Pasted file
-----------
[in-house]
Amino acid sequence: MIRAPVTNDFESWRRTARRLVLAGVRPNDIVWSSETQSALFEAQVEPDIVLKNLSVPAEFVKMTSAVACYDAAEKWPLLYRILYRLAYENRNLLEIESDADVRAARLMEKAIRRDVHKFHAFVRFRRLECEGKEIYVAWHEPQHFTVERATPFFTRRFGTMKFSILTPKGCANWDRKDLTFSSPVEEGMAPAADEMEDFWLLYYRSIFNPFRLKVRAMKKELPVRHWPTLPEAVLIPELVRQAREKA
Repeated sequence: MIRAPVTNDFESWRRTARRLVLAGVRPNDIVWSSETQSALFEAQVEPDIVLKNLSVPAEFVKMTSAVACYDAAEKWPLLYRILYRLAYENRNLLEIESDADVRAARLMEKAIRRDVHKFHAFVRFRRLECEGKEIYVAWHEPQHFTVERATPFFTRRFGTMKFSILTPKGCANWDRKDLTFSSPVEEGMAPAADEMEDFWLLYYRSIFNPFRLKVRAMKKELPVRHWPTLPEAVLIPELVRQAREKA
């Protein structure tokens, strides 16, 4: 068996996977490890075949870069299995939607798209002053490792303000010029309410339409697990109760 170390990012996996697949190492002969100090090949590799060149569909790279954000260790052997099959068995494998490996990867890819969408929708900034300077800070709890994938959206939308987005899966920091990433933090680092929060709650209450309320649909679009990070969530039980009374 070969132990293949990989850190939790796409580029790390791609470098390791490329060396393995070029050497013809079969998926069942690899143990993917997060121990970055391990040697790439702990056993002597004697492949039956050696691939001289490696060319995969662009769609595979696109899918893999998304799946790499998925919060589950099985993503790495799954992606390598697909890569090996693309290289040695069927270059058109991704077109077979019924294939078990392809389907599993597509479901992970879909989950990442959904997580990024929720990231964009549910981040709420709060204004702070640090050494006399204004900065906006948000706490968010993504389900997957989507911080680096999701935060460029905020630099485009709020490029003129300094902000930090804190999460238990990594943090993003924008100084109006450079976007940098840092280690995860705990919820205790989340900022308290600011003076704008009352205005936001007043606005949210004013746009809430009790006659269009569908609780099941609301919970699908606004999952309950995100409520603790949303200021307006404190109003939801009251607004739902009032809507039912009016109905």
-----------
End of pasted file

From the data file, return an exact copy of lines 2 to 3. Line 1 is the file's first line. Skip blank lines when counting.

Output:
Amino acid sequence: MIRAPVTNDFESWRRTARRLVLAGVRPNDIVWSSETQSALFEAQVEPDIVLKNLSVPAEFVKMTSAVACYDAAEKWPLLYRILYRLAYENRNLLEIESDADVRAARLMEKAIRRDVHKFHAFVRFRRLECEGKEIYVAWHEPQHFTVERATPFFTRRFGTMKFSILTPKGCANWDRKDLTFSSPVEEGMAPAADEMEDFWLLYYRSIFNPFRLKVRAMKKELPVRHWPTLPEAVLIPELVRQAREKA
Repeated sequence: MIRAPVTNDFESWRRTARRLVLAGVRPNDIVWSSETQSALFEAQVEPDIVLKNLSVPAEFVKMTSAVACYDAAEKWPLLYRILYRLAYENRNLLEIESDADVRAARLMEKAIRRDVHKFHAFVRFRRLECEGKEIYVAWHEPQHFTVERATPFFTRRFGTMKFSILTPKGCANWDRKDLTFSSPVEEGMAPAADEMEDFWLLYYRSIFNPFRLKVRAMKKELPVRHWPTLPEAVLIPELVRQAREKA